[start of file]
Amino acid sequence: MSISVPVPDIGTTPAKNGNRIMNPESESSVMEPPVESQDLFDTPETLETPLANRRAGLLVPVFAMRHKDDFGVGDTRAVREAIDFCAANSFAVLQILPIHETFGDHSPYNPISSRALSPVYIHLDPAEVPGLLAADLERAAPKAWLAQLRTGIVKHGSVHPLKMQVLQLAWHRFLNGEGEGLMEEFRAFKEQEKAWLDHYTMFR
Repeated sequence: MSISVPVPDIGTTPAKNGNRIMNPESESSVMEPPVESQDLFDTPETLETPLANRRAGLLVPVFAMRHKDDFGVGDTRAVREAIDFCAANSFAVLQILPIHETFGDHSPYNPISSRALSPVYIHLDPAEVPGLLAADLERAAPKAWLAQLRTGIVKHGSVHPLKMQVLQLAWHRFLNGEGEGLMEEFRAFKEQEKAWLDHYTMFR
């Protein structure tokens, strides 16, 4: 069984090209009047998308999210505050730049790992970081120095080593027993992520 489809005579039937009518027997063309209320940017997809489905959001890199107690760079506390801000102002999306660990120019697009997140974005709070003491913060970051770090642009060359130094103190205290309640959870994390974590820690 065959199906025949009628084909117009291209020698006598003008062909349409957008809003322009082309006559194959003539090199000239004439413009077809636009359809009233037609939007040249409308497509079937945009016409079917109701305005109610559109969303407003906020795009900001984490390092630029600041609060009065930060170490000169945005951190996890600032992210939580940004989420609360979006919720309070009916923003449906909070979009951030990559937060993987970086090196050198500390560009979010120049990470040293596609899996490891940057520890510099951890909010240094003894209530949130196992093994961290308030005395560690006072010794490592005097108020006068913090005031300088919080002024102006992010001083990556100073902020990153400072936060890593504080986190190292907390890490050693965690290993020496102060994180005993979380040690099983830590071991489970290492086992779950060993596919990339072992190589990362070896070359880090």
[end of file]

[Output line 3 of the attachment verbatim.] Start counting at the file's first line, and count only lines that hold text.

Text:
């Protein structure tokens, strides 16, 4: 069984090209009047998308999210505050730049790992970081120095080593027993992520 489809005579039937009518027997063309209320940017997809489905959001890199107690760079506390801000102002999306660990120019697009997140974005709070003491913060970051770090642009060359130094103190205290309640959870994390974590820690 065959199906025949009628084909117009291209020698006598003008062909349409957008809003322009082309006559194959003539090199000239004439413009077809636009359809009233037609939007040249409308497509079937945009016409079917109701305005109610559109969303407003906020795009900001984490390092630029600041609060009065930060170490000169945005951190996890600032992210939580940004989420609360979006919720309070009916923003449906909070979009951030990559937060993987970086090196050198500390560009979010120049990470040293596609899996490891940057520890510099951890909010240094003894209530949130196992093994961290308030005395560690006072010794490592005097108020006068913090005031300088919080002024102006992010001083990556100073902020990153400072936060890593504080986190190292907390890490050693965690290993020496102060994180005993979380040690099983830590071991489970290492086992779950060993596919990339072992190589990362070896070359880090």